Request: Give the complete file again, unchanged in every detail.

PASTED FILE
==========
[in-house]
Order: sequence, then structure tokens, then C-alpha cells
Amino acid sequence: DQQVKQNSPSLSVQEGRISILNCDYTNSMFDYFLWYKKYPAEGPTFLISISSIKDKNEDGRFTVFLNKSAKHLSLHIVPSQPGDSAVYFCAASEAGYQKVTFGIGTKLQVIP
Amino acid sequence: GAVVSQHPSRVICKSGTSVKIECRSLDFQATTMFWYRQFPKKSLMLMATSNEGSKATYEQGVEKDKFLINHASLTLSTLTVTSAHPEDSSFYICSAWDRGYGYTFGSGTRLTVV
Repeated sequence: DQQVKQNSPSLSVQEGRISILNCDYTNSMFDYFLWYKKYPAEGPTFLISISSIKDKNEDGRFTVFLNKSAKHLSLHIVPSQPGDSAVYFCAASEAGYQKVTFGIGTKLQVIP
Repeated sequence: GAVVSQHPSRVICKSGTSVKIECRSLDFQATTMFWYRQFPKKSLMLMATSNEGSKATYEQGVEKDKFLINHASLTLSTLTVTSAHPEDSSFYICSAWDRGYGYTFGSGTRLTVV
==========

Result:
[in-house]
Order: sequence, then structure tokens, then C-alpha cells
Amino acid sequence: DQQVKQNSPSLSVQEGRISILNCDYTNSMFDYFLWYKKYPAEGPTFLISISSIKDKNEDGRFTVFLNKSAKHLSLHIVPSQPGDSAVYFCAASEAGYQKVTFGIGTKLQVIP
Amino acid sequence: GAVVSQHPSRVICKSGTSVKIECRSLDFQATTMFWYRQFPKKSLMLMATSNEGSKATYEQGVEKDKFLINHASLTLSTLTVTSAHPEDSSFYICSAWDRGYGYTFGSGTRLTVV
Repeated sequence: DQQVKQNSPSLSVQEGRISILNCDYTNSMFDYFLWYKKYPAEGPTFLISISSIKDKNEDGRFTVFLNKSAKHLSLHIVPSQPGDSAVYFCAASEAGYQKVTFGIGTKLQVIP
Repeated sequence: GAVVSQHPSRVICKSGTSVKIECRSLDFQATTMFWYRQFPKKSLMLMATSNEGSKATYEQGVEKDKFLINHASLTLSTLTVTSAHPEDSSFYICSAWDRGYGYTFGSGTRLTVV